The Doctor stops hammering a moment and asks the attendant “Don, were there other children here today? I didn't see any other child.”
Don question his own answer. “No?”
“Don, this is important.”
“No,” he avows.
“And everyone followed your instructions? They closed their eyes when they exited the machine?”
The gallery attendant does not reply this time. The man squints and thinks. Sweat beads everywhere on his face and the neck of his shirt grows soaked. After a moment in which the Doctor steps uncomfortably close and stares directly into his face, Don makes a decision.
“I'm calling the police.”
Little Clara then calls from the front exit. “Doctor?”
“Sorry, Doctor,” Romana tells the Time Lord when she enters the theater behind the girl. “She got away.”
The curved and blank video centerpiece breaks into static. Everyone in the theater is drawn to witness the change. The Doctor shouts at Don while licks of fire creep over the electronic parts. “I told you to unplug the equipment.”
“Do you know what you have there, Doctor?” warns a shadow in the static.
Don can't help himself and he lets slip the words “My God.”
Simultaneous, the Doctor speaks to the two-dimensional figure. The Time Lord announces “An innocent little girl.”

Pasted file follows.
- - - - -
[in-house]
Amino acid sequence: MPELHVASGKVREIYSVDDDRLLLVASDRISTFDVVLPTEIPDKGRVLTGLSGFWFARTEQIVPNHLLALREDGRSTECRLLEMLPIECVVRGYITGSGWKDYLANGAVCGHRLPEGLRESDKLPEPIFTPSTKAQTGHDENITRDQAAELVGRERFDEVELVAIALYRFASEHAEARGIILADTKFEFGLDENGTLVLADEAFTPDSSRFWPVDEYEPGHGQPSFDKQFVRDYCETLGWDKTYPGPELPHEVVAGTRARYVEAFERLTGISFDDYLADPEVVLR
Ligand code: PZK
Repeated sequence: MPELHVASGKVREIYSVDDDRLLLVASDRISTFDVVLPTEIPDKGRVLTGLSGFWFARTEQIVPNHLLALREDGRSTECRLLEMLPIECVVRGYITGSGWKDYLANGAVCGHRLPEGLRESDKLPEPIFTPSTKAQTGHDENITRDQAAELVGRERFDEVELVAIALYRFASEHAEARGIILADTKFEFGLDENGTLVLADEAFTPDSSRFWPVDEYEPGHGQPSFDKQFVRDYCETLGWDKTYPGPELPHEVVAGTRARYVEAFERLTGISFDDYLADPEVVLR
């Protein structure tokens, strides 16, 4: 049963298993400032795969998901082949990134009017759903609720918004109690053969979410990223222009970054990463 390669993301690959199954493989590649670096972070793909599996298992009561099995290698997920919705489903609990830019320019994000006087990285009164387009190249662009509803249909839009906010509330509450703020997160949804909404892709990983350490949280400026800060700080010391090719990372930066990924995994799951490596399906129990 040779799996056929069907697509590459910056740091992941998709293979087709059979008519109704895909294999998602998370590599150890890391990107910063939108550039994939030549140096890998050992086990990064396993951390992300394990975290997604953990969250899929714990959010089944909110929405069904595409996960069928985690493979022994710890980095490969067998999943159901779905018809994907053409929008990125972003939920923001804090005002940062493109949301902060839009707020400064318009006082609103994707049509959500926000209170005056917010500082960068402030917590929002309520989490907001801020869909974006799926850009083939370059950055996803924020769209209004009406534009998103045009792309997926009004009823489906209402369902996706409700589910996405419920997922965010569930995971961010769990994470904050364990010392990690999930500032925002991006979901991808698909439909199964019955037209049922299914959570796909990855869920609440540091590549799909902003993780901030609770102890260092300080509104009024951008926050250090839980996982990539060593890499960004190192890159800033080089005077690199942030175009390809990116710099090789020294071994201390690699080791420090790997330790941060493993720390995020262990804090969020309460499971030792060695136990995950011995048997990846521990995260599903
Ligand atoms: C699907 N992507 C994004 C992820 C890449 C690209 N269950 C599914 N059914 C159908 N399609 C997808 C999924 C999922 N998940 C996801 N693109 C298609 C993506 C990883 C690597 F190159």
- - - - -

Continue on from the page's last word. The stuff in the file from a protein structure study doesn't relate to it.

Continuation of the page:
Also that moment, little Clara's mother appears behind Romana. All three girls stay in the doorway at the back of the theater. Don goes nowhere. The gallery attendant stands with his arms limp. He's seen the women and the little girl and stays to watch the animated screen.
The Doctor tells the face “I know who you are - Yog-Sothoth, the Spheres of the Qliphoth.”
“The Great Intelligence,” the face specifies.
“Where have been?” asks the Doctor. “We haven't so much had a conversation is four hundred, five hundred years.”
“I've always been here. I am everywhere.”
“Well, where there is power.”
After the statement, the static-filled monitor blanks into flat black. Don has unplugged the Great Intelligence. “Good show, Donald,” praises the Doctor.
“The Don,” answers the gallery attendant.
“You're one of us, that's what counts,” the Doctor tells the man and claps him on the back.
Romana disappoints the Doctor. “We're not done with that.”
“Oh, I know. Clara is safe, that's good for now. She and her mother can come with us to Helsinki.”
“Yes, I've got an idea for a trap. We'll set the snare in the operating system. Linus will help us.”
The plan perplexes the Time Lady. “Linus Torvalds? Doesn't he live near here?”
“Not in nineteen ninety-six.,” he answers. “We must lay this trap before the nether god hurt our poor Clara. We will not waste bait.”
“Bait?” asks the girl's mother.
Romana assures her. “It's already happened.”
The Doctor says “She'll be fine, she is. Come along, everyone. Let's not waste time.”
Ms. de Anza says “But,” then she goes with the Doctor and Romana. She brings her daughter. The Don stays on stage alone and slaps out flames with his gray suit jacket.
“Thank you,” the Doctor tells the man when the Time Lord pokes his head back into the theater. Don waves him away.
( continued in episode 3 )
- Matthew Sawyer